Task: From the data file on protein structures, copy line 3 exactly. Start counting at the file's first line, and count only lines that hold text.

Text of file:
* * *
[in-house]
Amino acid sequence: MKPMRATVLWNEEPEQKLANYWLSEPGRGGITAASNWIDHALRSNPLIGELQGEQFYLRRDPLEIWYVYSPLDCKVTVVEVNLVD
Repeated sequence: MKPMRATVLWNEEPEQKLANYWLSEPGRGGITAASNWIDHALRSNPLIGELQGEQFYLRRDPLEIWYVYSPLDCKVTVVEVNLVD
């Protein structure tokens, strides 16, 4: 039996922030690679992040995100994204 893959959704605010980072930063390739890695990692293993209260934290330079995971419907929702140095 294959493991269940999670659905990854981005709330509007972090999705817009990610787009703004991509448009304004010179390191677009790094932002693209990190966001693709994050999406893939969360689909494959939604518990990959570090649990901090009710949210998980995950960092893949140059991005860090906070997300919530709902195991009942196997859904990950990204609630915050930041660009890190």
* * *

Repeated sequence: MKPMRATVLWNEEPEQKLANYWLSEPGRGGITAASNWIDHALRSNPLIGELQGEQFYLRRDPLEIWYVYSPLDCKVTVVEVNLVD